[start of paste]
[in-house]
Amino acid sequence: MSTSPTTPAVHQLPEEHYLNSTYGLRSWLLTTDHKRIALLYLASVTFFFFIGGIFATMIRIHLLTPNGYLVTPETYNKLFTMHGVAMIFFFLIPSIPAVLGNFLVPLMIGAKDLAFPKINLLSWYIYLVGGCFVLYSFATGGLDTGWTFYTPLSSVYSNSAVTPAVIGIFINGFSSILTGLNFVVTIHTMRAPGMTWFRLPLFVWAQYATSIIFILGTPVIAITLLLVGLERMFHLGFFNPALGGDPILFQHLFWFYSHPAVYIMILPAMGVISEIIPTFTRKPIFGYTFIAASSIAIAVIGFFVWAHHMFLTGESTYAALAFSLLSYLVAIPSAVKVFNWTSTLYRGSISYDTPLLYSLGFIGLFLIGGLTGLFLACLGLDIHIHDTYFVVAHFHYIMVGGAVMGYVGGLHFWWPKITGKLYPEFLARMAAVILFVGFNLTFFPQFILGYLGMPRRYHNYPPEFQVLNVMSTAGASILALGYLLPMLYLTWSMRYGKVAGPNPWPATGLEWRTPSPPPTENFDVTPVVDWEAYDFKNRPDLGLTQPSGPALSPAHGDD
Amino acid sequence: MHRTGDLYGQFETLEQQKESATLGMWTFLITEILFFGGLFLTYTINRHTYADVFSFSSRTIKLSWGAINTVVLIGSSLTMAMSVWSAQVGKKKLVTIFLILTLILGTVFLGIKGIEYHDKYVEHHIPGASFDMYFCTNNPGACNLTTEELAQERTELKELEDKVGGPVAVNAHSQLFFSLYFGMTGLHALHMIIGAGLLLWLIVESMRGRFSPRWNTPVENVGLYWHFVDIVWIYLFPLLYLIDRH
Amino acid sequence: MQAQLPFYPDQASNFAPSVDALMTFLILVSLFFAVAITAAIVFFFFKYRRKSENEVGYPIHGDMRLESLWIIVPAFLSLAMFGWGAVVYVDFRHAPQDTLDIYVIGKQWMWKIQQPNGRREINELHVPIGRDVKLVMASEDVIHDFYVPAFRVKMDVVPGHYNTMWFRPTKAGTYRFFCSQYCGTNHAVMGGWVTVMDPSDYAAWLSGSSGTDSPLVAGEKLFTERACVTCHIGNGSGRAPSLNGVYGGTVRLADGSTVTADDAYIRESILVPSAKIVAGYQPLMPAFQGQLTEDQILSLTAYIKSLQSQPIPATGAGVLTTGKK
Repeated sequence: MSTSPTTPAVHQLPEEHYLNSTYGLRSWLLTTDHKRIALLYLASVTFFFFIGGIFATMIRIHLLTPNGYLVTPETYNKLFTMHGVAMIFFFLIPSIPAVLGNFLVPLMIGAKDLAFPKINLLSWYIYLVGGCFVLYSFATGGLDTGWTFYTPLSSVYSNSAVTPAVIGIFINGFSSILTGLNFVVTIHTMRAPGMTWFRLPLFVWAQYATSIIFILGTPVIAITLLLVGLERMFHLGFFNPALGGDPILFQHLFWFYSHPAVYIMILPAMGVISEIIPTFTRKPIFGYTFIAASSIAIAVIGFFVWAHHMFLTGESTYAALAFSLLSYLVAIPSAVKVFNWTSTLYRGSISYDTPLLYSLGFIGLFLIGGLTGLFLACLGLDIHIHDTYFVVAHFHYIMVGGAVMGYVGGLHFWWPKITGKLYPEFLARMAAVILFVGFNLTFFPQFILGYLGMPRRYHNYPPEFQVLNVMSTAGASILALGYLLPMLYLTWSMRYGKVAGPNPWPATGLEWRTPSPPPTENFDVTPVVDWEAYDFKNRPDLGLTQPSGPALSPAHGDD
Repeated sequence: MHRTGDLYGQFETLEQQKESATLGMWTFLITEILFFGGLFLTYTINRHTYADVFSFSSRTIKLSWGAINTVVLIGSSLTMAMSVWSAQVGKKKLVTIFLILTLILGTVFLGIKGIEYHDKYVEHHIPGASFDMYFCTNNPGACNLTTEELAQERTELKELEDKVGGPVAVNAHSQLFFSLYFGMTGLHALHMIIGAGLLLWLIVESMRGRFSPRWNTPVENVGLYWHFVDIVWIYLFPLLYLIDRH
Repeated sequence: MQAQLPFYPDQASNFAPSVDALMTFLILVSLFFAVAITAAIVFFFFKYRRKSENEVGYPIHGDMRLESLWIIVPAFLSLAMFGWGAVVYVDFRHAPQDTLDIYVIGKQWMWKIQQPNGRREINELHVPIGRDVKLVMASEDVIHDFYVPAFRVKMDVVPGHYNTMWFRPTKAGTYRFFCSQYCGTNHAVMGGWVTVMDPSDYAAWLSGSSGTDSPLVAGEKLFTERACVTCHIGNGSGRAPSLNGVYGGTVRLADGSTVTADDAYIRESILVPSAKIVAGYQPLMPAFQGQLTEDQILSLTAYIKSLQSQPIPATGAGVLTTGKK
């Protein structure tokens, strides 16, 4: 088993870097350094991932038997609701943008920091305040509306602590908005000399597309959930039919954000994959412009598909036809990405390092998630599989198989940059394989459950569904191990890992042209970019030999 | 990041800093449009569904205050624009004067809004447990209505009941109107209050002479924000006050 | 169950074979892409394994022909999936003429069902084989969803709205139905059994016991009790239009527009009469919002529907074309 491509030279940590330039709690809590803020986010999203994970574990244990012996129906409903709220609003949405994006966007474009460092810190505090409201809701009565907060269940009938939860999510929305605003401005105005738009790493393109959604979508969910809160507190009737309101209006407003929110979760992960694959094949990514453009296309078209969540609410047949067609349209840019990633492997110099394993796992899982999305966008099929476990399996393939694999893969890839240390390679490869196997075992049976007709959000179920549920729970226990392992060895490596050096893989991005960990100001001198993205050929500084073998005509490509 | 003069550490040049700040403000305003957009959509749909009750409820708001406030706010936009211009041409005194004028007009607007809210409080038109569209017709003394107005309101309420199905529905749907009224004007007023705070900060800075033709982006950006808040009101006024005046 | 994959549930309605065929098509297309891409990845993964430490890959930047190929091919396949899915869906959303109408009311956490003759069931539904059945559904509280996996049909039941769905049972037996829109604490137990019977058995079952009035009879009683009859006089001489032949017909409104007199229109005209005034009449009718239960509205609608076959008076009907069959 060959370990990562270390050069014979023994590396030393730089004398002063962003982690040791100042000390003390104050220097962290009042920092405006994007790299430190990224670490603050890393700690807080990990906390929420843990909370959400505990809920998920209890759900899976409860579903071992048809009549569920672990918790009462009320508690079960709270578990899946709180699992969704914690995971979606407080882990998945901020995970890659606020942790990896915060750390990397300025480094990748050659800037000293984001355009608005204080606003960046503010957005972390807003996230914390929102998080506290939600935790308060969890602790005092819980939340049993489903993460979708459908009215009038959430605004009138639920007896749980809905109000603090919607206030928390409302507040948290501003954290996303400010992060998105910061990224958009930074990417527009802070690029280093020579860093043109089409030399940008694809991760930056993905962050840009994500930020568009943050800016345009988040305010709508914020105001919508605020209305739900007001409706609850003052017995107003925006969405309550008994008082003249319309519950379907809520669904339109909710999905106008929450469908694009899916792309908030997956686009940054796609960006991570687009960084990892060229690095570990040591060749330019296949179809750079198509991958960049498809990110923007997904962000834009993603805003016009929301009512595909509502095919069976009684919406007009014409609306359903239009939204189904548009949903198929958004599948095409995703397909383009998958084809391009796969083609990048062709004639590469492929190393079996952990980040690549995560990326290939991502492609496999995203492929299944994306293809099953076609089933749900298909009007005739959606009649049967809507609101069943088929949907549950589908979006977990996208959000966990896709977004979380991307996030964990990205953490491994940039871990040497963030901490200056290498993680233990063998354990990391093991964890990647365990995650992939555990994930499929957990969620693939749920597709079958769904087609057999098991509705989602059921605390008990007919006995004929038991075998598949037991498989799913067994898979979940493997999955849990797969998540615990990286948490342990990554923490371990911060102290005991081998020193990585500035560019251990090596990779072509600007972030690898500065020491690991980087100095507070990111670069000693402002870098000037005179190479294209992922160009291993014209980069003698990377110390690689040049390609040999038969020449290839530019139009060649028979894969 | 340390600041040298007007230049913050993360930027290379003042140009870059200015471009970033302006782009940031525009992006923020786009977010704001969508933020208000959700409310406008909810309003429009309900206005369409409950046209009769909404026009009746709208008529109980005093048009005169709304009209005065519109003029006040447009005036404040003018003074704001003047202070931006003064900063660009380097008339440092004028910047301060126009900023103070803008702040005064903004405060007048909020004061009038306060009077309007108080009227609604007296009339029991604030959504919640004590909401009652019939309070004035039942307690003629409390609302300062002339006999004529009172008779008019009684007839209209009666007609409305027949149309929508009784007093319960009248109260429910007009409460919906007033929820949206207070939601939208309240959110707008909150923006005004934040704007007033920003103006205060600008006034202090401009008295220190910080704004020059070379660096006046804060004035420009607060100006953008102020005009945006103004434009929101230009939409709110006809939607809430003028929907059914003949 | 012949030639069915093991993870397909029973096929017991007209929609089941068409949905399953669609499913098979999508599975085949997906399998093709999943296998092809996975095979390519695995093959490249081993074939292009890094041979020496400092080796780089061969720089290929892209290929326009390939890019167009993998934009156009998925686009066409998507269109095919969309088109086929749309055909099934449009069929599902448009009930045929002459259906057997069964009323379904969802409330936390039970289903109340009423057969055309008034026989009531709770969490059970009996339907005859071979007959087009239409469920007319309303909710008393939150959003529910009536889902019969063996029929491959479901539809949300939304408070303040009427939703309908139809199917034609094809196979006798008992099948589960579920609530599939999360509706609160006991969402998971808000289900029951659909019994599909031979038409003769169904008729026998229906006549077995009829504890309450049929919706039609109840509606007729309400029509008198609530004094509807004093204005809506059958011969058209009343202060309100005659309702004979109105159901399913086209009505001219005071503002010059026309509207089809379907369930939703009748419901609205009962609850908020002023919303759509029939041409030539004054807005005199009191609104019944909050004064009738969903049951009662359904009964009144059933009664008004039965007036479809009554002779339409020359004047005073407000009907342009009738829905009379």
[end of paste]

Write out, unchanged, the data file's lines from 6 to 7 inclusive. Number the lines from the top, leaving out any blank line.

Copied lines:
Repeated sequence: MHRTGDLYGQFETLEQQKESATLGMWTFLITEILFFGGLFLTYTINRHTYADVFSFSSRTIKLSWGAINTVVLIGSSLTMAMSVWSAQVGKKKLVTIFLILTLILGTVFLGIKGIEYHDKYVEHHIPGASFDMYFCTNNPGACNLTTEELAQERTELKELEDKVGGPVAVNAHSQLFFSLYFGMTGLHALHMIIGAGLLLWLIVESMRGRFSPRWNTPVENVGLYWHFVDIVWIYLFPLLYLIDRH
Repeated sequence: MQAQLPFYPDQASNFAPSVDALMTFLILVSLFFAVAITAAIVFFFFKYRRKSENEVGYPIHGDMRLESLWIIVPAFLSLAMFGWGAVVYVDFRHAPQDTLDIYVIGKQWMWKIQQPNGRREINELHVPIGRDVKLVMASEDVIHDFYVPAFRVKMDVVPGHYNTMWFRPTKAGTYRFFCSQYCGTNHAVMGGWVTVMDPSDYAAWLSGSSGTDSPLVAGEKLFTERACVTCHIGNGSGRAPSLNGVYGGTVRLADGSTVTADDAYIRESILVPSAKIVAGYQPLMPAFQGQLTEDQILSLTAYIKSLQSQPIPATGAGVLTTGKK